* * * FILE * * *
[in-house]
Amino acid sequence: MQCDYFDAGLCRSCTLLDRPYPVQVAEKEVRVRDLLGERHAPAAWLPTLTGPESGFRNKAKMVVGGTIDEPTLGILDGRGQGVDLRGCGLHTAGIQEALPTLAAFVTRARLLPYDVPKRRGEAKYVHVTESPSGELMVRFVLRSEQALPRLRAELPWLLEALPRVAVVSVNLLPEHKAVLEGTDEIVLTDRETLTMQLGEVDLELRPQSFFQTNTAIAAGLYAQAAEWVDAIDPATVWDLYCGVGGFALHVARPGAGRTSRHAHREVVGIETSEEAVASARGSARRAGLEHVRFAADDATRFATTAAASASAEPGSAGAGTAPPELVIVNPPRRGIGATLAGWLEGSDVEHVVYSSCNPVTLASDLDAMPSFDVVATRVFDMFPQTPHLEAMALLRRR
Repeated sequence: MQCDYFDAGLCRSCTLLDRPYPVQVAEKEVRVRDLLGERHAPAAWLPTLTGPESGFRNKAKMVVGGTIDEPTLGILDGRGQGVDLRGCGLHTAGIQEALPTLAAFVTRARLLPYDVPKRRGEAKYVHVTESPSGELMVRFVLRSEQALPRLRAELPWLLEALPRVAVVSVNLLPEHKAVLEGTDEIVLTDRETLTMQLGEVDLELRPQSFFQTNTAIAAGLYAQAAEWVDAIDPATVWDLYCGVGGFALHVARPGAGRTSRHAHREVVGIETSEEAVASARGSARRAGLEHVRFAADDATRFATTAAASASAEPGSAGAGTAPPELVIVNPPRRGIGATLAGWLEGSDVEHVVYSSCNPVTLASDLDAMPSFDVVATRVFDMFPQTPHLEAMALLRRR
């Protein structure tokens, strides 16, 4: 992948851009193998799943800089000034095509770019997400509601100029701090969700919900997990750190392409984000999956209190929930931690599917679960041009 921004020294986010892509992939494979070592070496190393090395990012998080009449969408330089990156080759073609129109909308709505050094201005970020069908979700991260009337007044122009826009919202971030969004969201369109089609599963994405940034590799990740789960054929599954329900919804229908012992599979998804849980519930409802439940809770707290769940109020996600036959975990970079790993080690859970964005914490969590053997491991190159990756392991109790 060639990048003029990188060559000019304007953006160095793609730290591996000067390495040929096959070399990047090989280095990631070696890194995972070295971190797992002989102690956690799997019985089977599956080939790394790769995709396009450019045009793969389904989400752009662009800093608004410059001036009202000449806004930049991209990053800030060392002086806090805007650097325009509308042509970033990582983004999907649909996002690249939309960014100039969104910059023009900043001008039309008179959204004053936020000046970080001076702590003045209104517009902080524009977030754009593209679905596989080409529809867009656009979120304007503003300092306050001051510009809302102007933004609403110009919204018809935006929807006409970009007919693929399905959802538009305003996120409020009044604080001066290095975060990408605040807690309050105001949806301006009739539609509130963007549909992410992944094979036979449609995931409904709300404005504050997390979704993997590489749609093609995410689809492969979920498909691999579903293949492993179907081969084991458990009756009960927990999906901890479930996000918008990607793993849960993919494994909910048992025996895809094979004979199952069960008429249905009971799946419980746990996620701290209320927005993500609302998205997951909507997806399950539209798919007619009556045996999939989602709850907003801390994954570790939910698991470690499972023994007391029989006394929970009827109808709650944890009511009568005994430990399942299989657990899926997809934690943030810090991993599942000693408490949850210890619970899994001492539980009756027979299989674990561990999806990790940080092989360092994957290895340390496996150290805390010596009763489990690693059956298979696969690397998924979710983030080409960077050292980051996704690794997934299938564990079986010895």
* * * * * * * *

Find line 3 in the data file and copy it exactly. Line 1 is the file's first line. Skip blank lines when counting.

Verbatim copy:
Repeated sequence: MQCDYFDAGLCRSCTLLDRPYPVQVAEKEVRVRDLLGERHAPAAWLPTLTGPESGFRNKAKMVVGGTIDEPTLGILDGRGQGVDLRGCGLHTAGIQEALPTLAAFVTRARLLPYDVPKRRGEAKYVHVTESPSGELMVRFVLRSEQALPRLRAELPWLLEALPRVAVVSVNLLPEHKAVLEGTDEIVLTDRETLTMQLGEVDLELRPQSFFQTNTAIAAGLYAQAAEWVDAIDPATVWDLYCGVGGFALHVARPGAGRTSRHAHREVVGIETSEEAVASARGSARRAGLEHVRFAADDATRFATTAAASASAEPGSAGAGTAPPELVIVNPPRRGIGATLAGWLEGSDVEHVVYSSCNPVTLASDLDAMPSFDVVATRVFDMFPQTPHLEAMALLRRR